At our spring meeting on May 10th at the Arlington Central Library, we had a lively discussion about changes in local food delivery systems. We explored food hubs and regional trends, and discussed how we get nutritious food to all.
We were fortunate to have Ellie Bomstein, Program Associate, Wallace Center as moderator for the panel discussion. The Wallace Center is part of Winrock International, a national nonprofit with headquarters in Little Rock with an office in Arlington. The Wallace Center “supports entrepreneurs and communities as they build a new, 21st century food system that is healthier for people, the environment, and the economy.” Specifically, the Wallace Center “leverages these strategies across all of our work, drawing on market-based approaches to bring more healthy, affordable, sustainably-produced food to all communities, by scaling up to wholesale, retail, and institutional outlets.” Learn more here: http://www.wallacecenter.org/how-we-work/.
An important part of the Wallace Center’s mission is supporting food hubs. What is a food hub? The USDA definition is “a centrally located facility with a business management structure facilitating the aggregation, storage, processing, distribution, and/or marketing of locally/regionally produced food products.” The USDA has compiled a registry of food hubs that currently numbers 220. According to Ellie, there are closer to 400 operating food hubs nationally with about 22 in the DC area.
Michigan State did a 2017 survey of food hubs with 119 hubs responding. There are fewer food hubs being added each year, but the ones that do exist are more profitable, viable and are showing more longevity than previously. 42% are nonprofit and 37% are for profit. To learn more from the 2017 survey and to find further food hub resources, check out Wallace Center’s Food Hub Portal: http://ngfn.org/resources/food-hubs/food-hubs
The discussion moved to food hubs in the DC region with an introduction of the panel:
Katie Farnoly, Eastern Vegetable Buyer and Local Farm Coordinator, Coastal Sunbelt Produce, a large for-profit distributor of both imported and local fruit and vegetable products, including home-grown hubs to help local farmers.
Dalila Boclin, Food Access Director, Community Foodworks. Community Foodworks is a nonprofit using the “convening power of farmers markets” to “help farmers get the most bang for their buck.” Community Food Works is using 3.5 of their 14 farmers markets as pop-up food hubs where bulk, wholesale orders can be picked up, generally by small concerns that cannot use a larger distributor, such as faith-based groups and daycare centers. Community Foodworks serves as the middleman.
Chris Guerre, Owner, Maple Avenue Market. Chris and his wife Sarah own a farm, located in the Shenandoah, and brick and mortar market in Vienna. They grow and sell year round and have had a 10-year, small-scale partnership selling produce to Arlington County Schools.
Dalila: We are grant-funded and nonprofit, so we do not raise prices.
Katy: Depends on the crop. If everyone has curly kale, it goes for market price with little markup. If a farm has a known brand, such as Little Wild Things City Farm, they can ask higher prices. Also depends on the customer—larger institutions and volumes require a smaller markup.
Chris: Pricing is tricky, especially because we buy from other farmers. We have had a CSA for 10 years that includes all products in our store and operates as a discount: $550 gets you $650 worth of products from June through October. Many farmers don’t believe that CSAs should be discounted.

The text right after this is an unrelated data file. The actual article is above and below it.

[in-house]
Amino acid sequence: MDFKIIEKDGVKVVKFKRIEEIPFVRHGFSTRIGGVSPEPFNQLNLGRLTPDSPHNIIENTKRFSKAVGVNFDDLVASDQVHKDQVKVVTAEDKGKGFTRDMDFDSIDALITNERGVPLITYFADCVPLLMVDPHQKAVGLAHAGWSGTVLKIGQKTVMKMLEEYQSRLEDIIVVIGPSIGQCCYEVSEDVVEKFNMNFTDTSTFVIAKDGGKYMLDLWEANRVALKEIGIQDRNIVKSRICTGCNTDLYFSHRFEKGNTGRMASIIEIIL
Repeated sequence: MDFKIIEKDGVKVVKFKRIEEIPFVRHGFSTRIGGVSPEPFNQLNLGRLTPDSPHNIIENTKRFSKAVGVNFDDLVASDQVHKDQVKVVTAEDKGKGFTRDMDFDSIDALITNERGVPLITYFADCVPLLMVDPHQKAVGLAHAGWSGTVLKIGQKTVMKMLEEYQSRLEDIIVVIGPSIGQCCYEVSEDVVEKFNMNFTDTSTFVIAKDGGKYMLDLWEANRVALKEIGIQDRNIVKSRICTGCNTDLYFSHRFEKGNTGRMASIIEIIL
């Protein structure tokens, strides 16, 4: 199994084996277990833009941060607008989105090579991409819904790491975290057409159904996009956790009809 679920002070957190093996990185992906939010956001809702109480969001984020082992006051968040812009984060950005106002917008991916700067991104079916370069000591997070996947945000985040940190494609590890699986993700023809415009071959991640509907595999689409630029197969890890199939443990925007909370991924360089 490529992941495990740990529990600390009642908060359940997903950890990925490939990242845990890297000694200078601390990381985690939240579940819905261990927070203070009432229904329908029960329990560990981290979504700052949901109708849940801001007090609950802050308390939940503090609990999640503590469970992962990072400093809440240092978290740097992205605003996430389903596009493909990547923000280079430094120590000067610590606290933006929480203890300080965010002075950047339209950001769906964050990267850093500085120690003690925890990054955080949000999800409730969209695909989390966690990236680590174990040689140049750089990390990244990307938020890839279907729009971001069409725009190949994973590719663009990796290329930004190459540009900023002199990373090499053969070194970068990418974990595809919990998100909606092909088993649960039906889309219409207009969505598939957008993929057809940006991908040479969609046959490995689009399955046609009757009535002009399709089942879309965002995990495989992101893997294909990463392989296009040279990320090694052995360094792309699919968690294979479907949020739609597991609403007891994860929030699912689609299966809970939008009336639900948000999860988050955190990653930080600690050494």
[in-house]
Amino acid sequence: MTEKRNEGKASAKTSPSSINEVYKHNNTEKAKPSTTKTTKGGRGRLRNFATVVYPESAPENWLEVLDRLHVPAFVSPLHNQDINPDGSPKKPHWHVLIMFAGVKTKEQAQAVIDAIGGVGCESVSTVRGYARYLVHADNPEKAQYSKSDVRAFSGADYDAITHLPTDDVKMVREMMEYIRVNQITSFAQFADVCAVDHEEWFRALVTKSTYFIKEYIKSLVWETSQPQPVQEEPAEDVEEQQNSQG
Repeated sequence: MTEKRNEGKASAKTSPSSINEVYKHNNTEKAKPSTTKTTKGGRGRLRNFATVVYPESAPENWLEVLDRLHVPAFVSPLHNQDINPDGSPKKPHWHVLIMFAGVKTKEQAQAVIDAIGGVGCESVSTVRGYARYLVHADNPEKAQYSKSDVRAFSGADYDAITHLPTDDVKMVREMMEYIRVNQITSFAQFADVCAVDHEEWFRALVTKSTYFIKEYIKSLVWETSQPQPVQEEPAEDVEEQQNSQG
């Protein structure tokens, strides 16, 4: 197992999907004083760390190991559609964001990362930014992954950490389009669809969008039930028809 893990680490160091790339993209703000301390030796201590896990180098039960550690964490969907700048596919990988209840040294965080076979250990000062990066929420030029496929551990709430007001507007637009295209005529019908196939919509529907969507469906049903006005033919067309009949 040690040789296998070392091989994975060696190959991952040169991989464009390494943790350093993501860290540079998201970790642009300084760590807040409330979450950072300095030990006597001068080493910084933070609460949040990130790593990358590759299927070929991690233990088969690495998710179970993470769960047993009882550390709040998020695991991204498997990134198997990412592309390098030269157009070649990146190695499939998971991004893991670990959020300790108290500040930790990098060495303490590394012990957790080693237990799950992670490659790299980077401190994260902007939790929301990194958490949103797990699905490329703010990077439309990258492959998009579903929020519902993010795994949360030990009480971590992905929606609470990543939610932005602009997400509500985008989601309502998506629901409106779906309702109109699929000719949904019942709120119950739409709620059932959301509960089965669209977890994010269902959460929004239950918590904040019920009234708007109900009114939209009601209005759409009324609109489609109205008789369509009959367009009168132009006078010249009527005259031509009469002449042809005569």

Is there something about this region that allows an alternative approach to food hubs to work?
Dalila: A dense urban area is a plus when you can make 30 stops within 50 miles. CFW places a value on serving disadvantaged customers first. CFW currently serves 45 daycare centers at about $15 a drop.
Katy: Coastal Sunbelt serves many restaurants and other institutions that are hard to convince to pay more for local. But that is a Coastal goal, to get mainstream food institutions to go local.
Chris: In this area, there is no shortage of markets for local items.
Affluent people use farmers markets—do others?
Katy: Coastal Sunbelt gives produce to food banks and does a lot to encourage people trying to get into farming. It also works with underserved school populations. It tried to work with Baltimore City, but the schools had no way to process the produce.
Chris: Food access has been an issue for them since 2008. They work with Carlin Springs Elementary School, which has the highest number of free and reduced lunch students; went there exclusively for one year. He also wants the food in their store to be affordable to families.
How can we increase the biodiversity of products grown? How can we increase the interaction between customer and farmer?
Katy: We are trying to bring farmers and restaurants together. If they meet, they develop a relationship and restaurants are willing to try new things. We have to start small. Biodiversity is one of the beauties of local food.
What about waste? Is there a lot?
Chris: We grow on about 2 acres. There is definitely waste. Not just what doesn’t sell but what is not saleable. AFAC is great at getting leftovers from the markets.
Katy: Waste is a challenge. Bumper crops are especially hard. We need ample notice to take on more. Processing is one avenue, but the labor adds to the cost.
Delila: A lot of waste occurs on the farm itself. “Local frozen” could add capacity to food hubs.
How can consumers support their work:
- Buy local.
- Join a CSA.
- When you think local is too expensive, think about what went into it, the farmer’s costs.
- Ask in the mainstream for local. Push them to want to add that value.
- Be collaborative, not “all or nothing” local.
- Grow a garden.
- Work with kids.
- Start a nonprofit.